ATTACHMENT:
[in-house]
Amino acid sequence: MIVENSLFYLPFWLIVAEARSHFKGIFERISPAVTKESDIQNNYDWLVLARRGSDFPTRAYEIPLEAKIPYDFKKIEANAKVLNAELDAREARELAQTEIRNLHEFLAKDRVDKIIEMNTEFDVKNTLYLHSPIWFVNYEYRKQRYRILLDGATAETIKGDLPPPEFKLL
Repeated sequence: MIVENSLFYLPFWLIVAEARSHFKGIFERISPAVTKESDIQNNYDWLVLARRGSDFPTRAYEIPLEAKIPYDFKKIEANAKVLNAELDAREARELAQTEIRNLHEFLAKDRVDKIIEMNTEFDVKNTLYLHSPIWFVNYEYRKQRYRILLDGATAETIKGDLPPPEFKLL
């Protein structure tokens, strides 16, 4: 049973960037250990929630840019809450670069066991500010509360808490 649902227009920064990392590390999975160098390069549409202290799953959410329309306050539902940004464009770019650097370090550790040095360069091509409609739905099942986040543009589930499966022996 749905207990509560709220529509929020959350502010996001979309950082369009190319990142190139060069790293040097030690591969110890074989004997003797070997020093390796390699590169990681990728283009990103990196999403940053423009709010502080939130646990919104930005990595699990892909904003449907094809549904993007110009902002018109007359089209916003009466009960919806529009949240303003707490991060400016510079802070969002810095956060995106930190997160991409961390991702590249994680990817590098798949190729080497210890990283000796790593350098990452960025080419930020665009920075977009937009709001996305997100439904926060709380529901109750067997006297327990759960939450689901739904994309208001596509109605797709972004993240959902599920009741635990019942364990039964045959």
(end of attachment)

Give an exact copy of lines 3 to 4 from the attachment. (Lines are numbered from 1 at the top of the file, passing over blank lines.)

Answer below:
Repeated sequence: MIVENSLFYLPFWLIVAEARSHFKGIFERISPAVTKESDIQNNYDWLVLARRGSDFPTRAYEIPLEAKIPYDFKKIEANAKVLNAELDAREARELAQTEIRNLHEFLAKDRVDKIIEMNTEFDVKNTLYLHSPIWFVNYEYRKQRYRILLDGATAETIKGDLPPPEFKLL
């Protein structure tokens, strides 16, 4: 049973960037250990929630840019809450670069066991500010509360808490 649902227009920064990392590390999975160098390069549409202290799953959410329309306050539902940004464009770019650097370090550790040095360069091509409609739905099942986040543009589930499966022996 749905207990509560709220529509929020959350502010996001979309950082369009190319990142190139060069790293040097030690591969110890074989004997003797070997020093390796390699590169990681990728283009990103990196999403940053423009709010502080939130646990919104930005990595699990892909904003449907094809549904993007110009902002018109007359089209916003009466009960919806529009949240303003707490991060400016510079802070969002810095956060995106930190997160991409961390991702590249994680990817590098798949190729080497210890990283000796790593350098990452960025080419930020665009920075977009937009709001996305997100439904926060709380529901109750067997006297327990759960939450689901739904994309208001596509109605797709972004993240959902599920009741635990019942364990039964045959």